However, just as this promising attack was making good progress, at 0300 hr on 26 June the Japanese launched their own spoiling attack with one infantry division on Stanovoe Nagore, which was defended by 2 and 5 Guards Divs. Forced to fight on two fronts, 5 Guards broke off their own attack just two hours later to concentrate on the defence. Foolishly, the Japanese persisted with their attack, throwing in two more infantry divisions to try to force the issue. But the Guards held firm and when the Japanese stopped their attack at 0400 hr on 30 June, they left over 2,000 men dead in Stanovoe Nagore, the Guards losing just over 600.

While that battle was fought and won, to the north in Berdingestjah a shorter fight occurred on 27 June. 26 SD, dug in somewhat but still partly disorganised from its previous defence, was struck by two Japanese infantry divisions and a Manchukuoan cavalry division at 0700 hr. In a familiar theme on both sides in recent weeks, their delaying tactics were negated by a shock attack. Wisely, the division pulled out at 1800 hr that evening before it was butchered, losing around 300 men to 128 Japanese (and puppet) troops.

By 28 June, the enemy had occupied Lensk with the 4th Manchukuoan Cavalry, but this light formation was immediately counter-attacked by the approaching 93 SD at 1600 hr. Two hours later, the enemy cavalry was in retreat back to Artemovskij after a short skirmish: it seemed the potential gap in the line might be plugged after all. [The AI seemed to deal with that pretty well.]


Battles, Soviet Far East – Northern Sector, 0300 hr 21 June to 2300 hr 30 June 1944.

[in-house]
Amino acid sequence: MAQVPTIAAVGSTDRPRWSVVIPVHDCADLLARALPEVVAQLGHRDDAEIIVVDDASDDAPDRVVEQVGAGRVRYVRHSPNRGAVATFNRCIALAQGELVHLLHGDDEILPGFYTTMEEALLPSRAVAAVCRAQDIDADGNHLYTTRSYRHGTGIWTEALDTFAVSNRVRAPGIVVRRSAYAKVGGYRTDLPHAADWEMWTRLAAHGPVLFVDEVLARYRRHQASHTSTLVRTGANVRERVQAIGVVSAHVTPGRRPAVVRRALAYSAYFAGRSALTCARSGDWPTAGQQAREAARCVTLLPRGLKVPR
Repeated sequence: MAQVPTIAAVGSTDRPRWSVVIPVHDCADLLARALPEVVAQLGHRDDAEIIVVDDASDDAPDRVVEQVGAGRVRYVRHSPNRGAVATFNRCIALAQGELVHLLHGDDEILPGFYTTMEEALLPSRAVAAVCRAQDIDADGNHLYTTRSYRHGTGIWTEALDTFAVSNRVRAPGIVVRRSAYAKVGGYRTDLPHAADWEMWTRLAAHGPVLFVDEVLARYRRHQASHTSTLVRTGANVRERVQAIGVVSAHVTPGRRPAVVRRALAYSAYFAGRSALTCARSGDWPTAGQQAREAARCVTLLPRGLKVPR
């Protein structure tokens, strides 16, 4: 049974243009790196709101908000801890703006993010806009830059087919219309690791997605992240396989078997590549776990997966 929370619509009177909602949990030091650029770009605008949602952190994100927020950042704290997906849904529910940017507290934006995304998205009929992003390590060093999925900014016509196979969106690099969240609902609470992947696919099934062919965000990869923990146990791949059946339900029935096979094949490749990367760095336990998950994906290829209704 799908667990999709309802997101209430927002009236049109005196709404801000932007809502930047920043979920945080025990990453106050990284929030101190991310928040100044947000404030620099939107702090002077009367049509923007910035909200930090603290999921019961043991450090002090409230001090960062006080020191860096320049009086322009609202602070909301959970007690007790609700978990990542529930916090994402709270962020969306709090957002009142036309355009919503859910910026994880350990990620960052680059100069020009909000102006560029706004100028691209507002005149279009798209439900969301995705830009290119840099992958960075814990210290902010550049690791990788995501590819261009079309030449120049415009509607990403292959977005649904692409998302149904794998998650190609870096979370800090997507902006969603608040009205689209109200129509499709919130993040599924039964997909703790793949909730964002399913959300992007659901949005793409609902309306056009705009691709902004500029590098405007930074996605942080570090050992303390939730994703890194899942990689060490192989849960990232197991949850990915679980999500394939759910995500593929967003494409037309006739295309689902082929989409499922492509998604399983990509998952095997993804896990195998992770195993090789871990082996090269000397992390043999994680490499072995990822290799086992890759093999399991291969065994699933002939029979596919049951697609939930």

******

2. Far East Land Combat - Southern Sector: 21-30 Jun 44

With the area in and around Lake Baikal quiet for the month, the other combat action occurred to its south, in Mongolia.

Concerned that the Mongolians appeared to be pulling out of Uliastay and no one looked to be moving to defend it, at 2100 hr on 2 June it was made a defence objective for 1ya Armiya and the Mongolians were also asked to hold it [given it was their last VP city]. Fortunately the Japanese, though directly to its east, showed no signs of attacking it yet.

And just to be sure it was not sacrificed in any response by 1ya Armiya, on 4 June the relatively lightly defended (one rifle division) Ulan Ude was allocated as a defensive objective for 1ya Armiya.


Things remained quiet in the sector until 14 June, when a Soviet assault (130 SD) from Khantai hit two Japanese marine divisions (8 and 16 Rikusentai) from the east in Selenga Burin. The chances [14%] seemed poor at first, attacking dug-in troops over a river, but 16 Rikusentai had virtually no organisation and 8 Rikusentai also started with some existing damage [not sure why – perhaps they had been attacking Mongolian units to the south and were resting].

These odds improved [to 28%] when 137 SD in Ulan Ude hit the Japanese from the north at 1800 hr, though also over the same river obstacle. This was accompanied by a ground attack from two Soviet TAC wings (using their newly acquired radar-guided bombs, see Section 6 below) with a M/R fighter escort. The battle was in range of the large concentration of Soviet air power in Irkustk to the north: these ground attacks on Selenga Burin would continue non-stop for the next week, causing enormous enemy casualties. 16 Rikusentai retreated at 1900 hr the same day, but 8 Rikusentai fought on, under heavy air attack.

At that time, there was considerable worry at HQ Far Eastern Theatre as Uliastay was now completely undefended with no Comintern troops approaching it: had the Japanese marines in Taryacin pushed west, Mongolia could have been knocked out of the war!

But the local Soviet commander had his own ideas: at 0400 hr on 15 June, 13 SD (in Khantai) and 1 Mongolian SD (Muren) attacked the almost completely disorganised 15 Hoheishidan in Khadasan. Despite an effective local counter-attack, the enemy looked vulnerable. An addition air mission also targeted Khadasan, with two Soviet air strikes causing 407 casualties that day. The enemy retreated at 1700 hr, but again, there was no casualty report from the ground combat.